It might sound like something from an episode of 'Round The Twist', the show with the greatest theme tune in television history by the way, but last week in southern Australia - millions of spiders rained down from the sky.
Needless to say, this story caused a bit of a stir. Why? Because millions of spiders falling from the sky isn't part of the normal weather forecast, not even in Australia. Now that the dust has settled on this story a bit, let's take a minute to separate the fact from the fiction and find out what actually happened.
"...spiders falling from the sky isn't part of the normal weather forecast, not even in Australia."
Many news reports have called the spiders babies. Not only is calling someone else a "baby" a cheap and immature playground tactic, it also happens to be hugely inaccurate in this particular story.
According to Robb Bennett, a research associate in entomology at the Royal British Columbia Museum in Victoria, the spiders are actually just "very, very small" adults called money spiders or sheet-web weavers.
If the term 'money spiders' didn't immediately bring to mind hairy arachnids surrounded by cocaine and hookers, you're not doing it right.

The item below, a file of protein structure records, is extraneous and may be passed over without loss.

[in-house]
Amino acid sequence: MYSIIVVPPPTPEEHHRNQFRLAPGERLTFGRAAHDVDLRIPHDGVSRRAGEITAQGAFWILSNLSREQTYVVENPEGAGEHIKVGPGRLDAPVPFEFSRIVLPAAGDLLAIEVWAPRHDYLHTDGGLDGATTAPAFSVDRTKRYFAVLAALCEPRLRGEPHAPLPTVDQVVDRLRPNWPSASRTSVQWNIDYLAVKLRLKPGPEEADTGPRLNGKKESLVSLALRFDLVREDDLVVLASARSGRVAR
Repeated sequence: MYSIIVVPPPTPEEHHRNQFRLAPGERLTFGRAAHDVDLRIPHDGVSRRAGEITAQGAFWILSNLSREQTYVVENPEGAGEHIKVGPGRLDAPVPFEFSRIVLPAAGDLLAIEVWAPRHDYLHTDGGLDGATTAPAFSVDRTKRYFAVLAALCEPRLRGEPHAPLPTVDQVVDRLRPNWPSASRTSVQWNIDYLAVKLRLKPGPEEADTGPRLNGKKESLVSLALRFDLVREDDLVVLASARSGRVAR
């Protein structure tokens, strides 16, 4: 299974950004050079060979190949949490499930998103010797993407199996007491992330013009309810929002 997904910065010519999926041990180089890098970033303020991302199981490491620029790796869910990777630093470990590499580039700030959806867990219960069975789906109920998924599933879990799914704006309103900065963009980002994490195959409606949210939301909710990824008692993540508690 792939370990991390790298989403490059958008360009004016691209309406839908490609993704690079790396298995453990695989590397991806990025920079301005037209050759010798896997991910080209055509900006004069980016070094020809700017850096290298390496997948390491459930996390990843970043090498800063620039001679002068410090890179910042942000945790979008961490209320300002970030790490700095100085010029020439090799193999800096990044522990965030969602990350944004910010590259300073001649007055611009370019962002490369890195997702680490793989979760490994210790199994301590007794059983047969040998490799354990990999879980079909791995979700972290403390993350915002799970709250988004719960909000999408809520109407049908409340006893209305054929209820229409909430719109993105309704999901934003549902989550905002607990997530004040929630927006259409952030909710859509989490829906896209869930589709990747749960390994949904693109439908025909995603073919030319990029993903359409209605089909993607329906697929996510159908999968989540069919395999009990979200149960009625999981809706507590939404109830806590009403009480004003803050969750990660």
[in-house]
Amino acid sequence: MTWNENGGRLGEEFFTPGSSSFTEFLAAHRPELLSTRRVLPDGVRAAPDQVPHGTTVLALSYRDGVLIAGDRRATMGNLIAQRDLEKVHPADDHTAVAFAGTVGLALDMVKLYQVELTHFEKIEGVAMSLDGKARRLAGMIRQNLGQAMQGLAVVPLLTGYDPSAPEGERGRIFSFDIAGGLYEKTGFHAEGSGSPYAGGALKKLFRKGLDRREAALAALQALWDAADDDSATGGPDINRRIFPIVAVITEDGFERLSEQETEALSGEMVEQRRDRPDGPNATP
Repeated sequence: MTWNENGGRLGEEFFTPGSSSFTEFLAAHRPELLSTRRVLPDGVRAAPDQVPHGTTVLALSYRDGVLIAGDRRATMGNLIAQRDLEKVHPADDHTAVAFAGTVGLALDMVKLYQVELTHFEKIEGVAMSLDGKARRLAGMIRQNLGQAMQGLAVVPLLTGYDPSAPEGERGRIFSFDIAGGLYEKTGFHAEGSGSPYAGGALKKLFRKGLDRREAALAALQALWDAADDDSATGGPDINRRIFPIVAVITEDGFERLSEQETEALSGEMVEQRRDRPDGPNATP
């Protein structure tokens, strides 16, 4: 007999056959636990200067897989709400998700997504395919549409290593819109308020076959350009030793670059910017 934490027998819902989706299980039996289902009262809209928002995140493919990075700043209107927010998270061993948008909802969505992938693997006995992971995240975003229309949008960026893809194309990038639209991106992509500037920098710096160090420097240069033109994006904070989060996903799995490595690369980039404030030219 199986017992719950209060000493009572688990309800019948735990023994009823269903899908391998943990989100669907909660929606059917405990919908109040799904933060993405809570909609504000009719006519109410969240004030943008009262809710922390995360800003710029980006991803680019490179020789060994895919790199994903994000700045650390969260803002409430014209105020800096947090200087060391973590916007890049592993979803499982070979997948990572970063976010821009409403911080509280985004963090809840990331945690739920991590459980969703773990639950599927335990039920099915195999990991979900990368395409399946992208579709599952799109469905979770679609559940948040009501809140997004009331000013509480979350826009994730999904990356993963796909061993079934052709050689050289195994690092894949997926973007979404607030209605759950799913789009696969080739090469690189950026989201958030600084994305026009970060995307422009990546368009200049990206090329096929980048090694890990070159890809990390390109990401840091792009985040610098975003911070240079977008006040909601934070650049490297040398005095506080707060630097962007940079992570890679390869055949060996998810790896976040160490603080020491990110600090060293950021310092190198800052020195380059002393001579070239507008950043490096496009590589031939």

Of course, these flying spiders weren't formed in spider-forming rain clouds. There's no such thing as spider-forming rain clouds, you'll be pleased to hear. So, how did they get up into the sky and end up blanketing the countryside of the Southern Tablelands region?
Bennett, that man again, said it best when he said "It's a reverse parachute effect - they're going from the ground into the air." He added that watching the spiders do this was "awe-inspiring." By "awe-inspiring", we can only presume that what he meant to say was "shit-your-pants-terrifying."
Nobody knows for sure what drives the spiders to build their nightmarish balloons, and take to the skies. However, local resident Keith Basterfield recently had this to say about the phenomenon: "They fly through the sky and then we see these falls of spiderwebs, and it looks as if it's snowing."
Probably not what Bing Crosby had in mind when he was dreaming of a white Christmas, but that's the way the spider-infused-cookie crumbles.
Most of these flying-spiders will die during their journey, eaten by predators or killed in turbulent weather conditions. Fortunately for the spiders, and perhaps less fortunately for the people down below, only a small amount of them need to survive in order for them to colonise their new home.
If you're sitting there, wiping nervous sweat from your brow, and thinking "Thank god this kind of weird-shit only happens in Australia," we've got to drop some bad news on your head.
These spider-ballooning events have been known to happen in the Northern Hemisphere, including the United States and the United Kingdom. We're not saying that it's time to panic but, in light of this, we'll be walking home from work with multiple umbrellas fanned out above our heads...just in case.